But it's hard to get right. Neat the ABV may be a little too much, but adding water somehow reduces the perception of what I actually liked the most.
It's a sherry monster nose alright.
Not as "in your face" and damp woody as many of the later A'bunadh's at the same strenght.
A bit more refined, and even at no more than eleven it smells more mature (take that, Aberlour).
It's even more red berry dominated rather than red fruit.
If you don't go too deep into the glas there's a zesty currant note, both black and red, and the wood is rather soft and delicate.
Milk chocolate and coffee beans.
I added quite a bit of water and it turns everything down a couple of notches, accentuating the lighter chocolate notes.
This is totally driven by the wood, the sherry notes have to take the back seat. Nothing wrong about that, it's a very nice polished dark hardwood.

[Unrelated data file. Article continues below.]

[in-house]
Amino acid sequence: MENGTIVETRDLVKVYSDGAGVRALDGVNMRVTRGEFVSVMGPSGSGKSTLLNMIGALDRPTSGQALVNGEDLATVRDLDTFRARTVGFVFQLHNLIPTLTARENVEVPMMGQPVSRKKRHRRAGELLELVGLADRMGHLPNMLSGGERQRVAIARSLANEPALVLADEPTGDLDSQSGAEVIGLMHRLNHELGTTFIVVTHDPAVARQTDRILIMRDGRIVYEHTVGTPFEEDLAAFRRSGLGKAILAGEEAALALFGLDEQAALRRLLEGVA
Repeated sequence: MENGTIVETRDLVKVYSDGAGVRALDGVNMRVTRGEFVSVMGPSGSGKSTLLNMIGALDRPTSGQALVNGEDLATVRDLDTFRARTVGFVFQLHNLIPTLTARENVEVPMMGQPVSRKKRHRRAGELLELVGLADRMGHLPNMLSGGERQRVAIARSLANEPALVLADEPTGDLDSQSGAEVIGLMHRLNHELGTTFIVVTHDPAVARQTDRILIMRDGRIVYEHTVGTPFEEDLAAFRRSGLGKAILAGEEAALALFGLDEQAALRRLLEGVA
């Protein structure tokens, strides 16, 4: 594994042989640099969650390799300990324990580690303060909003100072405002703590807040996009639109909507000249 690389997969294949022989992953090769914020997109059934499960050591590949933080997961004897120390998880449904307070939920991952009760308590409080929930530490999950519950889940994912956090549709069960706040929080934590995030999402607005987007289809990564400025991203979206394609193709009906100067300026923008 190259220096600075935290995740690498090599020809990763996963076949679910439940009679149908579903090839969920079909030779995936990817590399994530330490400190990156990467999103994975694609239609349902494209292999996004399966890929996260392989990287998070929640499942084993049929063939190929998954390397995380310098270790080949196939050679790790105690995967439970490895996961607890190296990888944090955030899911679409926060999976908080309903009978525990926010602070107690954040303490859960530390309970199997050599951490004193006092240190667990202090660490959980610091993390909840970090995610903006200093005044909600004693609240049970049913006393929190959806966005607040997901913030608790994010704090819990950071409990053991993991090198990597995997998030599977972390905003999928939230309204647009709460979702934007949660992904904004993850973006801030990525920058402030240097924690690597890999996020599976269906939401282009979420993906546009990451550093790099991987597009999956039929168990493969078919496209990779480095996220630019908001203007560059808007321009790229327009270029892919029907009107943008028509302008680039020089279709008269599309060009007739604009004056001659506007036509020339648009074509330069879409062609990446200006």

Very strong espresso, old dry crumbly leather.
For 61,3% it is surprisingly easy drinkable without excessive spice.
With water it's less wood and more chocolate espresso.
Somehow I also feel it gets more spicy.
Again it's this good quality wood that is first over the finish line. I imagine it is the taste I would be left with after chewing through a Chippendale dresser.
As with the body there is no issue with hot spices, although at this strength it is giving the throat a good warming.
Water softens most of the flavours, the Chippendale has been sent off to auction, there's only a trace of the polish left. As with the body, even though the ABV is reduced there is a peppery hot spice emerging.